The discrete fundamental groups of a metric space can be thought of as fundamental groups that `ignore' closed loops up to some specified size R. As the parameter R grows, these groups have been used to produce interesting invariants of coarse geometry. On the other hand, as R gets smaller one would expect to retrieve the usual fundamental group as a limit. In this talk I will try to briefly illustrate both these aspects.

The Poincare Conjecture was first formulated over a century ago and states that there is only one closed simply connected 3-manifold, hinting at a link between 3-manifolds and their fundamental groups. This seemingly basic fact went unproven until the early 2000s when Perelman proved Thurston's much more powerful Geometrisation Conjecture, providing us with a powerful structure theorem for understanding all closed 3-manifolds.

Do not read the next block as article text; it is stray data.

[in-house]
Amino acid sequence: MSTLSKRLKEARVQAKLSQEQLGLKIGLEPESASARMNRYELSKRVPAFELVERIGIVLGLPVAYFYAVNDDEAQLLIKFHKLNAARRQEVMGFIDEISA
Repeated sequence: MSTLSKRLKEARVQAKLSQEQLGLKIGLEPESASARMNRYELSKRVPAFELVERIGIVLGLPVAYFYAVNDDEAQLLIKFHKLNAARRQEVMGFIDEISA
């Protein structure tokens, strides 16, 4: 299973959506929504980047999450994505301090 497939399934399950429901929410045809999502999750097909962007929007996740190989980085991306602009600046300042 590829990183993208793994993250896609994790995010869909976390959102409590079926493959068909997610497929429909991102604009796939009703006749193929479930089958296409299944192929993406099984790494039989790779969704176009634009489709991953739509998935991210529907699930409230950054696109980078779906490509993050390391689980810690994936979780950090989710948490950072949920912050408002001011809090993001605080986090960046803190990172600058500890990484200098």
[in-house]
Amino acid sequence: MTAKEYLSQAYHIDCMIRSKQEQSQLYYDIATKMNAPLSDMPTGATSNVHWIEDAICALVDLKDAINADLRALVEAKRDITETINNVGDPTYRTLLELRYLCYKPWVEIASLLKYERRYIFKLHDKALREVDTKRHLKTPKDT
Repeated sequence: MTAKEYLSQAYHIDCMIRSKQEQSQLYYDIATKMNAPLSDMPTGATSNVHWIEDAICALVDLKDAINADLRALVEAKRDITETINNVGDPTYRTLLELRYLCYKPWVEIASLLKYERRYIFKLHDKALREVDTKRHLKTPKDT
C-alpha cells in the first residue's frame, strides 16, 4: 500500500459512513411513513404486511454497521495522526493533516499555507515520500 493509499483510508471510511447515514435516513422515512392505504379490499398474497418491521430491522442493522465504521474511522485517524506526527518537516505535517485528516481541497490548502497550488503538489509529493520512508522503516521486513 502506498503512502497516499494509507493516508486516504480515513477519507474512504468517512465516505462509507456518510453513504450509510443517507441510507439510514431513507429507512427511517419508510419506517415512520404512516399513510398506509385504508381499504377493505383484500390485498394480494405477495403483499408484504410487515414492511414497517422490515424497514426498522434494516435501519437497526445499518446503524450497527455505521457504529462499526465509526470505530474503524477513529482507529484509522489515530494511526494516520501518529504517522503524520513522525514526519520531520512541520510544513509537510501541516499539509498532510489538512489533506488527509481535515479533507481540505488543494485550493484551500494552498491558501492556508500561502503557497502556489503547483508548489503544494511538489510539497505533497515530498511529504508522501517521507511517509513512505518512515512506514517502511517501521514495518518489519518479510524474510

In this talk I will introduce the results developed throughout the 20th century that lead to Thurston and Perelman's work. Then, using Geometrisation as a black box, I will present a proof of the Poincare Conjecture. Throughout we shall follow the crucial role that the fundamental group plays and hopefully demonstrate the geometric and group theoretical nature of much of the modern study of 3-manifolds.

As the title suggests, no prior understanding of 3-manifolds will be expected.

Buildings are geometric objects, originally introduced by Tits to study Lie groups that act on their corresponding building. Apart from their significance for Lie groups, buidings and their automorphism groups are a rich source of examples for groups with interesting properties (for example, it is a result of Caprace that some buildings admit an automorphism group which is compactly generated, abstractly simple and locally compact). Right Angled Buildings (RABs) are a specific kind of building whose geometry can be well understood as it resembles the geometry of a tree. This allows one to generalise ideas like the Burger-Mozes universal groups to the setting of RABs.